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Re: BBN (GTE) Suffers another major power problem.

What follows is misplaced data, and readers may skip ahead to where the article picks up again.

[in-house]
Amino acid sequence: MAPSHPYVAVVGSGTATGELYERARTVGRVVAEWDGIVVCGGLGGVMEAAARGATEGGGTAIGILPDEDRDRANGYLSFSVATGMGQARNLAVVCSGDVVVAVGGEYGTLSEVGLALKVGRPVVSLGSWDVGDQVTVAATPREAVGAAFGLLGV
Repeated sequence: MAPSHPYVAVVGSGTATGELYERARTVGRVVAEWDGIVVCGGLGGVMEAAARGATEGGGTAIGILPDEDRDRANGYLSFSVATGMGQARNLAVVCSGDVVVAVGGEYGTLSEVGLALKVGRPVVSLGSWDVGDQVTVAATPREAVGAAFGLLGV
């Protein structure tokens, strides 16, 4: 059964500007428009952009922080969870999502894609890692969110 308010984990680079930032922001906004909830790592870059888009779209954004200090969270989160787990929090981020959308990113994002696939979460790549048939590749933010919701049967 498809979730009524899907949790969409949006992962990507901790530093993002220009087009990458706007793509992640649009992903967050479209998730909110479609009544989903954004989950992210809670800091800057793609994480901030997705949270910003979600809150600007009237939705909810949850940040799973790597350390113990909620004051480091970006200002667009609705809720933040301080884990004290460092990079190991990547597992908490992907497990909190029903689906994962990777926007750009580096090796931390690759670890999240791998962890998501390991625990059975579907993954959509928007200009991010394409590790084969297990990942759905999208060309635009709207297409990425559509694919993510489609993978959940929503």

> >If you're in a 24x7, customer-driven market, you should have either: > > > >a) enough go-juice (via fuel contractor) to go until the grid is on-line > > Did you read the previous email from jhawk? There is an > extremely large generator at one of the affected facilities > (read: cogeneration plant) but no amount of fuel helps if > the plant is damaged in the explosion. Unfortunately, the previous mail from jhawk went to BBN's local NANOG exploder and not to the public NANOG list :-( As long as I'm taking a point to clarify publically, I'll try to be complete. > p.s. No, we've have not deployed redundant power plants (yet) BBN has a number of facilities, some of which are colocated in telco facilities, and some of which are not. Those that are in telco facilities have (as you would, of course, expect) hours-to-days of backup power in the event of a catastrophic failure. Those that are not, however, do not. BBN has major facilities colocated with both MIT and Stanford, both of which have co-generation power, which is expected to be available should utility power failure. Of course, it is well-recognized, and recent history serves to enforce that quite well, that this doesn't help for many kinds of failures, especially if the distance between the backup power source and your equipment is large, with multiple possible points of failure. Sean Doran is perfectly correct when he points out that market economics are central here. When engineering redundancy, there's going to always be some number of customers that you are willing to let suffer in the event of a catastrophy. In some cases, maybe that number is zero. In other cases, perhaps it's some number of percentage points. It clearly doesn't make sense to engineer for the case where a disaster takes out hundreds of customers, leaving only one remaining :-) I'm not prepared to address what our outlook on this is, of course, however we generally feel that facilities with co-generation are less likely to be in horrible power positions than other facilities. Maybe not "less by a lot", but certainly "less". Unlike the Stanford case, however, while we did not have on-site generator power, we were certainly more prepared for it, and it in fact arrived, largely coincident with the return of utility power. That's the way it goes. Attached are some exerpts of summaries from the MIT which you might care for if you want nitty-gritty details. Folks on nanog who commented that having an on-site generator for outages being the way to go are certainly correct -- if your marketting economics justify them. I can't really speak to ours or our future plans, however. To answer some other questions, BBN does indeed have multiple POPs in the Cambridge/Boston area, and this only affected one of them. The suggestino that it was "physically impractical" to power the equipment in question (Chris Masto) is simply incorrect. Matt Ringel's comment that the power was out from 1730 through 2245 (EDT) is not completely correct (see below), as there was quite a long period of restored power in the middle, and the second outage was more widespread than the first. Note, also, that UPS power caused our equipment to run for quite a while longer than the numbers below indicate, but I don't have precise figures on that handy. The assertion that we had emergency generator backup at this location (Eric Osborne) was incorrect; a generator was brought in as the outage drew to a close, and co-generation was normally expected to be available. The initial mail (Patrick Chicas) implied that power to the building housing our POP was lost -- in reality the problem was roughly half of the city of Cambridge, MA. I think that just about covers all the bases. --jhawk Subject: Power Outage August 7 , 1997 Date: Fri, 8 Aug 1997 07:39:43 -0400 At approximately 5:35pm on August 7, 1997 a manhole explosion in the Kendall Sq area caused Cambridge Electric to loose Kendall Station. MIT lost all power and the gas turbine tripped. Power was fully restored at 7pm. At approximately 7:05pm, a second manhole explosion,caused 1 fatality, and injurys to 4 other Cambridge Electric utilitymen including a Cambridge Policeman. Putnam Station was also tripped and MIT lost all power again. At approximately 10:30pm, MIT had power restored to all buildings within our distribution system. Several East campus ( E28, E32, E42, E56, E60, NE43)and North/Northwest buildings( N42, N51/52, N57, NW10, NW12, NW14, NW15, NW17, NW20, NW21, NW22, NW30, NW61, NW62, W11, WW15) which are fed directly from Cambridge Electric, were restored by Cambridge Electric personal. Cambridge Electric is still sorting out the chain of events. At last discussions with them, a total of 3 manhole explosions had taken place. Additional information will be posted when available. [...] Subject: Power Problem Update Date: Fri, 8 Aug 1997 09:31:05 -0400 Friday morning, @ 0930 Power problem update: The MIT cogeneration facility was damaged during the power problems that occurred last night. As a result, the campus is operating totally on power supplied by Cambridge Electric. At this time, Cambridge Electric is stable, however, due to the events that occurred yesterday and early this morning, it is uncertain how reliable their distribution system will be until repairs are accomplished. MIT is working as fast as possible to get repair parts for the cogenerator and get it on line. It is expected that the parts will arrive this afternoon for immediate installation. [...]